3/27/12 Update: Park Slope Food Coop members will vote on whether to approve or reject a member-initiated proposal to hold a referendum about joining the Boycott, Divestment and Sanctions (BDS) movement at its general meeting on Tuesday, March 27 at Brooklyn Tech High School, according to the coop.
Opposing opinions on issues around Israel and Palestine have long been exchanged in the coop's in-store newspaper, the Linewaiters' Gazette. But on July 26, the group Park Slope Food Coop Members for Israeli Boycott, Divestment, & Sanctions proposed that the coop's board vote on whether or not to hold a referendum to poll the coop's 15,000 plus members on the issue.
"I think that's a peaceful way to get the message across," said member Brenda Iijima. "It's controversial and I understand everyone's sensitivity. But I think what's happening in Palestine is just unconscionable and sad. We are directly responsible for it in the United States."
Member Jeffrey Goodman disagreed.
"I'm against boycotting," he said. "I feel Palestinians should have their country. But at the same time, boycotting Israeli food is not the answer."
A blog for those opposing the B.D.S. endorsement has sprung up called Stop BDS at the Park Slope Coop. Rabbi Andy Bachman of Park Slope's Congregation Beth Elohim also posted a response to the referendum discussion on his blog.
Member Miwa Yokoyama said that the coop shouldn't get involved.
"It is a hot divisive issue," Yokoyama said. "I just feel it's not in the mission of the co-op though to really be taking political stands on these types of issues. I, myself, might have my own opinion, but I don't think it should really affect the coop."
Other members said they needed more information about the B.D.S. before considering a referendum.
"My first reaction is that I probably would support it," said member Stephen Twilley. "But I would like to first hear intelligent people debate the pros and cons of such a move because maybe it would or maybe it wouldn't be the best way to protest the government's policies."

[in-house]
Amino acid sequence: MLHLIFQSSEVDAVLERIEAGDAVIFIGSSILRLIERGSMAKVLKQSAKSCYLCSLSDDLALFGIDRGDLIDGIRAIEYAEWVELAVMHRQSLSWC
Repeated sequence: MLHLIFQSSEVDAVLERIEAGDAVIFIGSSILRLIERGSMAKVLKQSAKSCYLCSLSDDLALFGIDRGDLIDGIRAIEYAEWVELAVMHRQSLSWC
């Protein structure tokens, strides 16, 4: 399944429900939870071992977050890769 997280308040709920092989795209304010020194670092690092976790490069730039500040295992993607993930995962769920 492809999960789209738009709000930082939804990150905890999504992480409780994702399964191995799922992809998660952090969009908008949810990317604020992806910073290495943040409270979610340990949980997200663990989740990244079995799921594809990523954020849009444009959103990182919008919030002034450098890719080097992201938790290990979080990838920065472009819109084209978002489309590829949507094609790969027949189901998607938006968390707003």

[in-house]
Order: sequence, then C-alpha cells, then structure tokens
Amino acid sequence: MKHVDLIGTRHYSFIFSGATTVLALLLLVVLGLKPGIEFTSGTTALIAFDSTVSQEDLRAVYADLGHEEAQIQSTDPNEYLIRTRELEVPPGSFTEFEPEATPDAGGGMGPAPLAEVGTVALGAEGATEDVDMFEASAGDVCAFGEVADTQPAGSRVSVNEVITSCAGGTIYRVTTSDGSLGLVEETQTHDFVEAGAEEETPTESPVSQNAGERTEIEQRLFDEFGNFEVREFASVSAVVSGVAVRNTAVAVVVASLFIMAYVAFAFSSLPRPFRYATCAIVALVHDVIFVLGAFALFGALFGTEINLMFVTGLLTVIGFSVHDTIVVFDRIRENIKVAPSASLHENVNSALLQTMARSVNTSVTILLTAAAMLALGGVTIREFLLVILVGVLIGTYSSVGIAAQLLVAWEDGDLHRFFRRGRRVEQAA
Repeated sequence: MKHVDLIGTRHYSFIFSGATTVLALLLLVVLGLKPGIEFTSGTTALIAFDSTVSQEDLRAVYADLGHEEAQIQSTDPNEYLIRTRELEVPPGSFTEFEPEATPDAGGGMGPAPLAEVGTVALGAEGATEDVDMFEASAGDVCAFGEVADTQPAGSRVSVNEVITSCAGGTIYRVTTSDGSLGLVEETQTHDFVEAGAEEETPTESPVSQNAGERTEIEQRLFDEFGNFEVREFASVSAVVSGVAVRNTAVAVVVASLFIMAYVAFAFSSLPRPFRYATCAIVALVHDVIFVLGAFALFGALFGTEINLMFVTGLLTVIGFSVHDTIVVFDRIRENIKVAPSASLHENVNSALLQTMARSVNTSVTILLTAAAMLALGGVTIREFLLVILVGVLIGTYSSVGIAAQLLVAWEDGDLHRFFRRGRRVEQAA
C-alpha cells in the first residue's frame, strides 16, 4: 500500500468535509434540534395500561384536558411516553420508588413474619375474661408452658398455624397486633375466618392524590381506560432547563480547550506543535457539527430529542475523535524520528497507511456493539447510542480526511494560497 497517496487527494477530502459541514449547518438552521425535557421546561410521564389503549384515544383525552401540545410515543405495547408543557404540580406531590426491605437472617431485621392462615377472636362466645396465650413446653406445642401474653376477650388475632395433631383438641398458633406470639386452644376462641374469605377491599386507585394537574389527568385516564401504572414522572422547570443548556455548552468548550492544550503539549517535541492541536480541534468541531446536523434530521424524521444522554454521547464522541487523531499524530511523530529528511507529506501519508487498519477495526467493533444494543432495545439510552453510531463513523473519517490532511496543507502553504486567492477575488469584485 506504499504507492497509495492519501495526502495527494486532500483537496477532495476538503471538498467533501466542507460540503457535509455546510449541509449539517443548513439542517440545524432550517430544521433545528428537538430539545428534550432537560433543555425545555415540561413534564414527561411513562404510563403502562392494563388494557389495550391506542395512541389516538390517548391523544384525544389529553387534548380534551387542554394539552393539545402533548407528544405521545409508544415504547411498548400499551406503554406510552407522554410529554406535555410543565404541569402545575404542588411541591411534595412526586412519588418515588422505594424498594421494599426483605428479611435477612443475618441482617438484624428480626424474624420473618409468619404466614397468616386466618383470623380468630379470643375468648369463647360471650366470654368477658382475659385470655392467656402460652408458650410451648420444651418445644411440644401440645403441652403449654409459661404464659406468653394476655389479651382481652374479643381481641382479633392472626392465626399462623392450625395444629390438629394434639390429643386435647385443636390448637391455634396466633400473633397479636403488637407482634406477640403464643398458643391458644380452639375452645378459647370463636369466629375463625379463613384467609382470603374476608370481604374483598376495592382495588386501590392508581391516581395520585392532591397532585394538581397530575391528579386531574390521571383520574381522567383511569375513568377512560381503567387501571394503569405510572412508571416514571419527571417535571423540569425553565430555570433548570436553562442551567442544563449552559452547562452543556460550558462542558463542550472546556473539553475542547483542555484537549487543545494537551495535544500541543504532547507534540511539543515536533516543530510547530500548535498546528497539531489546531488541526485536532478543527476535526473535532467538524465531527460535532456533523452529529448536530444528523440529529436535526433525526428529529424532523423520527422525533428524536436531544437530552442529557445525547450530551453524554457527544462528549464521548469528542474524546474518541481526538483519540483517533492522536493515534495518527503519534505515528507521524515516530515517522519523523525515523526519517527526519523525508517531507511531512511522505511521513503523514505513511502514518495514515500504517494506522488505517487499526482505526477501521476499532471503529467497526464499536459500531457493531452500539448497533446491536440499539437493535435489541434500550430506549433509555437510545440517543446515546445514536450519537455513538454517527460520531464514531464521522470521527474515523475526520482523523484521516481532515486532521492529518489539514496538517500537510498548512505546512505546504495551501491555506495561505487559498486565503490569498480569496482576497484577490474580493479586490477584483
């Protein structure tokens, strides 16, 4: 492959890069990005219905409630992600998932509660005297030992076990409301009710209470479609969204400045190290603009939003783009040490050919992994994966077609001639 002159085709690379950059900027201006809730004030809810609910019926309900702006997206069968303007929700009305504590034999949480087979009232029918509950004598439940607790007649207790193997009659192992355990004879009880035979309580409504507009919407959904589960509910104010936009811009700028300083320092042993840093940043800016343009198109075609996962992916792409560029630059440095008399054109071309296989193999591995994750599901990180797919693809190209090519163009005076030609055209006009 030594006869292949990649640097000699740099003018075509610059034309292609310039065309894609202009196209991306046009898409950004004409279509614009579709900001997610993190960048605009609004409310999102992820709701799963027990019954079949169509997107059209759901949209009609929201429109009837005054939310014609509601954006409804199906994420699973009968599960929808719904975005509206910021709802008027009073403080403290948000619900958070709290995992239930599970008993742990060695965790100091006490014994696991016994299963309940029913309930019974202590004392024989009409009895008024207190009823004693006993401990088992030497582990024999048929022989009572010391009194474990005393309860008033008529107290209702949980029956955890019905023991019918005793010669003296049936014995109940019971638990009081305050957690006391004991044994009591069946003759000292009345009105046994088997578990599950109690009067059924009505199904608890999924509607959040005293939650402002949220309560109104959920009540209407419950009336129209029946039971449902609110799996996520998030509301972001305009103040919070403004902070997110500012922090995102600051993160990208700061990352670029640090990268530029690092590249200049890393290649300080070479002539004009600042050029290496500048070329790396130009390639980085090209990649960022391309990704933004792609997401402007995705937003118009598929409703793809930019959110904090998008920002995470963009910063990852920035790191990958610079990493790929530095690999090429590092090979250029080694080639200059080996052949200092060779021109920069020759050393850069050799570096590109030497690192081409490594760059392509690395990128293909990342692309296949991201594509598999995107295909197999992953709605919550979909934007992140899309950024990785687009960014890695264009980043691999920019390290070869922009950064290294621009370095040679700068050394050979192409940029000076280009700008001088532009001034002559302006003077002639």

At press time, there was no item on the referendum on the coop's next Aug. 29 general meeting agenda. But Park Slope Food Coop Members for Israeli Boycott, Divestment, & Sanctions said it would submit a proposal to the agenda committee asking it to consider a vote on the referendum.
The most popular Israeli product that the Park Slope Food Coop stocks is an electronic device for making seltzer water called the Soda Stream Seltzer Maker, according to the coop's general coordinator Ann Herpel. Other items from Israel that the coop stocks are couscous, paprika, vegan marshmallows and Masada dead sea bath salts. The coop does not stock Israeli produce.
The Park Slope Food Coop isn't the only food coop to consider a B.D.S. endorsement. The Olympia Food Co-op's board voted to institute a B.D.S. boycott last year. But the membership of the People's Food Co-op in Ann Arbor, Michigan voted down a motion to support the B.D.S. movement in 2007 by a ratio of 3 to 1, as did the Food Co-Op Port Townsend in Washington because its rules don't permit the coop to boycott products from an entire country.
Doug Walter, who has been the membership director at the Davis Food Co-op in California for 22 years, said his coop's board voted down the endorsement because only 15 percent of its members supported the move.
"A grocery store may not be the best way to affect international relations," he said.
Walter added that although the Park Slope Food Coop is larger and more member-driven than most other coops in the U.S., he would be watching whether or not it would vote to hold a referendum.
"It's going to be tremendously interesting to see what happens," he said.
The Park Slope Food Coop was founded in 1973 by young men and women supportive of social movements of the late '60s and early '70s who wanted to make healthy, affordable food available to everyone.